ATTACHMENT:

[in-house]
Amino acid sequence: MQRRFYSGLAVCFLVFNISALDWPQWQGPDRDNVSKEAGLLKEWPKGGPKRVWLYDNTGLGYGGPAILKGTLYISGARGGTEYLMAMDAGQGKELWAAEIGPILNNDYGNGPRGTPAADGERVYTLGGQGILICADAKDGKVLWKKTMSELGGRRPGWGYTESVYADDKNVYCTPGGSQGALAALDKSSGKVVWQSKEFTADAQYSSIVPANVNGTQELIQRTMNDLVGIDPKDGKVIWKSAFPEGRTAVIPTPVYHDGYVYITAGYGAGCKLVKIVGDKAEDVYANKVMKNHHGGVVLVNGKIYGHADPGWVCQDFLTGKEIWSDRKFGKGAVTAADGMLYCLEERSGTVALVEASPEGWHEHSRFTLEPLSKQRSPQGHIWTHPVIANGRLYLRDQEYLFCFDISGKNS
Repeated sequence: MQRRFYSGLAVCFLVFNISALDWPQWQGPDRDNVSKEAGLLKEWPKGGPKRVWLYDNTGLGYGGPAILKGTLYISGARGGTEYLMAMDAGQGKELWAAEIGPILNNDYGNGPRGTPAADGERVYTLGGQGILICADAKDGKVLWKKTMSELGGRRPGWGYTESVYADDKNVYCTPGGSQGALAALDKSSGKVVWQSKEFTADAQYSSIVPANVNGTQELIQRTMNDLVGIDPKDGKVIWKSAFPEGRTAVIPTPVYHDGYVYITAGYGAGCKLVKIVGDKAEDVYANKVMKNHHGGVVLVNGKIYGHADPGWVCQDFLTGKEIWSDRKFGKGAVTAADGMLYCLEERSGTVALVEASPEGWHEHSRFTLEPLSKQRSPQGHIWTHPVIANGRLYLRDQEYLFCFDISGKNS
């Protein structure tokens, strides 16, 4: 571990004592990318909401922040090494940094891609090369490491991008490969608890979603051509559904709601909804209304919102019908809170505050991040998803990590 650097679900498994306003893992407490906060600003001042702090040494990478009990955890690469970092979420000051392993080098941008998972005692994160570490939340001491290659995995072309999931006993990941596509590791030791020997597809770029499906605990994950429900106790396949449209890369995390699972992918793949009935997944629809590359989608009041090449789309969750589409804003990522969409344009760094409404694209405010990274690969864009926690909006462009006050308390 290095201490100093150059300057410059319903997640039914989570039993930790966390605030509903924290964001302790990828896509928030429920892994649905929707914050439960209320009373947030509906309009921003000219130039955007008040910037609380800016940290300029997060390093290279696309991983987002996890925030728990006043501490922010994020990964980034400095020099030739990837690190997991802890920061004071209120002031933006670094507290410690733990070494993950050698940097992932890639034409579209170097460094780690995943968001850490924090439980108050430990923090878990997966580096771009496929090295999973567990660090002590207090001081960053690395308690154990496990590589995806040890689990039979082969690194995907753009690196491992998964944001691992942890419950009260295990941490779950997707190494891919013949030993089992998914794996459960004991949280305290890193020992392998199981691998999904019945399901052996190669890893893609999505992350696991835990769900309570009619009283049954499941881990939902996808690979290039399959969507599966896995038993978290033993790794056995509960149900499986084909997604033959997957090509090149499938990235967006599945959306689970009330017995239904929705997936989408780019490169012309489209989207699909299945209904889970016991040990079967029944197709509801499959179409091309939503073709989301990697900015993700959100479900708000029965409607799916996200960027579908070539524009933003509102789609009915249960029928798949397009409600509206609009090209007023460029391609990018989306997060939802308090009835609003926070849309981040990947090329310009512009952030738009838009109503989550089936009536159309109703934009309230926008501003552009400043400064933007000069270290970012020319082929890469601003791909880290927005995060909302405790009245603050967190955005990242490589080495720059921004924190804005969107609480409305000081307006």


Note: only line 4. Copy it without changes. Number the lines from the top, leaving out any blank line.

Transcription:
């Protein structure tokens, strides 16, 4: 571990004592990318909401922040090494940094891609090369490491991008490969608890979603051509559904709601909804209304919102019908809170505050991040998803990590 650097679900498994306003893992407490906060600003001042702090040494990478009990955890690469970092979420000051392993080098941008998972005692994160570490939340001491290659995995072309999931006993990941596509590791030791020997597809770029499906605990994950429900106790396949449209890369995390699972992918793949009935997944629809590359989608009041090449789309969750589409804003990522969409344009760094409404694209405010990274690969864009926690909006462009006050308390 290095201490100093150059300057410059319903997640039914989570039993930790966390605030509903924290964001302790990828896509928030429920892994649905929707914050439960209320009373947030509906309009921003000219130039955007008040910037609380800016940290300029997060390093290279696309991983987002996890925030728990006043501490922010994020990964980034400095020099030739990837690190997991802890920061004071209120002031933006670094507290410690733990070494993950050698940097992932890639034409579209170097460094780690995943968001850490924090439980108050430990923090878990997966580096771009496929090295999973567990660090002590207090001081960053690395308690154990496990590589995806040890689990039979082969690194995907753009690196491992998964944001691992942890419950009260295990941490779950997707190494891919013949030993089992998914794996459960004991949280305290890193020992392998199981691998999904019945399901052996190669890893893609999505992350696991835990769900309570009619009283049954499941881990939902996808690979290039399959969507599966896995038993978290033993790794056995509960149900499986084909997604033959997957090509090149499938990235967006599945959306689970009330017995239904929705997936989408780019490169012309489209989207699909299945209904889970016991040990079967029944197709509801499959179409091309939503073709989301990697900015993700959100479900708000029965409607799916996200960027579908070539524009933003509102789609009915249960029928798949397009409600509206609009090209007023460029391609990018989306997060939802308090009835609003926070849309981040990947090329310009512009952030738009838009109503989550089936009536159309109703934009309230926008501003552009400043400064933007000069270290970012020319082929890469601003791909880290927005995060909302405790009245603050967190955005990242490589080495720059921004924190804005969107609480409305000081307006």